Computer Science Education Week is upon us and my first batch of 4th grade Scratch math games are shared. More will be completed tomorrow. 3rd graders have also been working on math games within my Scratch teacher account. I need to post those on our school website, too.
I’ve been noticing a subtle misconception showing up with how my student are using the ask and answer blocks in their math quiz games. When introducing the ask and answer block, I state that the two blocks work together. I talk about how the ask and wait is a Sensing block and is waiting for the user to type something and that something is held by the answer block. I specifically say that these blocks come in a pair because I’ve had other issues with students type “answer” in the operator instead of using the answer block.
This year, I guess, the students have more complicated scenarios with multiple Sprites in play. They set up one Sprite to ask the question.
and another Sprite to face the consequences of a right or wrong answer.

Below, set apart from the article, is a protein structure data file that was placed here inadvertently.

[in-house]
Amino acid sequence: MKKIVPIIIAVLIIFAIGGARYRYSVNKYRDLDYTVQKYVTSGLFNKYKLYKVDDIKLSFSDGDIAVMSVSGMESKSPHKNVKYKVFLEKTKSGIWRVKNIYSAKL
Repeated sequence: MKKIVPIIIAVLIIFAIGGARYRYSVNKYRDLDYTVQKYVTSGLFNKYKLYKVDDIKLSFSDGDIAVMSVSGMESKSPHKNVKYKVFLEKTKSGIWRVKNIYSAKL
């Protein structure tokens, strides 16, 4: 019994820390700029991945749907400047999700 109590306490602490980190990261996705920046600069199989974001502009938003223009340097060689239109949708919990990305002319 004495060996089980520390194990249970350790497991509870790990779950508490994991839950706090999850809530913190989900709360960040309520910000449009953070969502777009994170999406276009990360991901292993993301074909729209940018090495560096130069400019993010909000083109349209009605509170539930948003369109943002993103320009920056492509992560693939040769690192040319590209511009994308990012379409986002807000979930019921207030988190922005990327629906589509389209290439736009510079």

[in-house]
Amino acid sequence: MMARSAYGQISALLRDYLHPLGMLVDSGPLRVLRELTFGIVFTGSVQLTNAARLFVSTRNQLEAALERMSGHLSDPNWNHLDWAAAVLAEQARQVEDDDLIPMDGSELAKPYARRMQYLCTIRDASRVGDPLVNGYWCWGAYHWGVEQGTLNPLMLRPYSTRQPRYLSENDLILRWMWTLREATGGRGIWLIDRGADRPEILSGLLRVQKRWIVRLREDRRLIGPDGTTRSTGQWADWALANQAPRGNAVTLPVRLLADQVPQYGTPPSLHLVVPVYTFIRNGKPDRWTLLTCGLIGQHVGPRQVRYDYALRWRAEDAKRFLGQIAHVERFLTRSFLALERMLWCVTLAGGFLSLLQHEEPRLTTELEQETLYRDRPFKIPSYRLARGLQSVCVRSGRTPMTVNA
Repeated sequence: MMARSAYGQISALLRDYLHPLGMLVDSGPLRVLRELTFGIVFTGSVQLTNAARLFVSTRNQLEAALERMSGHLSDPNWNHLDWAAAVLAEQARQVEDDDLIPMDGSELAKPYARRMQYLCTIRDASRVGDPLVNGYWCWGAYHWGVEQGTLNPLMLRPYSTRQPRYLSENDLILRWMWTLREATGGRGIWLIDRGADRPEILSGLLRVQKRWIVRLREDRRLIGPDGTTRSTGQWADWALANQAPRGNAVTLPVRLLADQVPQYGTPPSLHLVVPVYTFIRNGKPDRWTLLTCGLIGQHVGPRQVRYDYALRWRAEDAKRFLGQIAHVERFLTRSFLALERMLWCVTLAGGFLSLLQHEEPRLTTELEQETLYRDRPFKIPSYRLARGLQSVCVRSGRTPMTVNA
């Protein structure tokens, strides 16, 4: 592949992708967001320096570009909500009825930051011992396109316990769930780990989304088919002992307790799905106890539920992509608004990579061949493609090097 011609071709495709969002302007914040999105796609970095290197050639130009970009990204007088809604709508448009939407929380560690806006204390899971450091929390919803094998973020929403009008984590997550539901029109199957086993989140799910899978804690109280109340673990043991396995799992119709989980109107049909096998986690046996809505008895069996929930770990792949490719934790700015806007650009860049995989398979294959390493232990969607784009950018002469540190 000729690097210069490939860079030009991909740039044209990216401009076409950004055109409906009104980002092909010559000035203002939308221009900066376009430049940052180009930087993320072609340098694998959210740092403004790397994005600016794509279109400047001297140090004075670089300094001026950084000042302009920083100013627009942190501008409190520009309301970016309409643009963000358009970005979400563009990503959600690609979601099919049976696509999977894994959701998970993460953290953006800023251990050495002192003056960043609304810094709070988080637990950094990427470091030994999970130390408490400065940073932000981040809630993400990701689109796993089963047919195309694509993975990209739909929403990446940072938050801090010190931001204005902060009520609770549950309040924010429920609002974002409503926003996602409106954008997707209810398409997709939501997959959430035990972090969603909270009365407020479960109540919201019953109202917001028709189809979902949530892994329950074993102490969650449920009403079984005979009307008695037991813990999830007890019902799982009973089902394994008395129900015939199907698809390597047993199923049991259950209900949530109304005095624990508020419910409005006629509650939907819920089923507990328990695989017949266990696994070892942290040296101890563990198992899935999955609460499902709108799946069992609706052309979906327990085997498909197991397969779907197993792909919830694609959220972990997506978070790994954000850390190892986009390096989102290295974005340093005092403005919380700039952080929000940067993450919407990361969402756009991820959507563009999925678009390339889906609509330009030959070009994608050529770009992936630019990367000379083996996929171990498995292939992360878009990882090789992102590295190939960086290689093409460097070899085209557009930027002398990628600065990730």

The logic seems okay unless you realize that other Sprite is not waiting for the input. That is subtle for them to understand.
I realize that the answer block is a global variable and can be separated from the ask block. The code below works on a separate Sprite from the one asking.
However, my solution for the students was to create two broadcast messages: “correct” and “incorrect”. The broadcast event block is a powerful tool and a good block to get to know. Fourth grade teams were able to work on separate Sprites and code the ask/answer decisions in one and the receive broadcast events in the other and put them together to make cool projects.
Then, of course, there is what happens when you show a certain 4th grader how to make random math fact variables:
Yikes! I’m not sure how Scratch does it, but I love the fail soft aspects that make this a super awesome programming platform for kids.
More about Hour of Code as the week progresses. I’m really looking forward to the week’s events.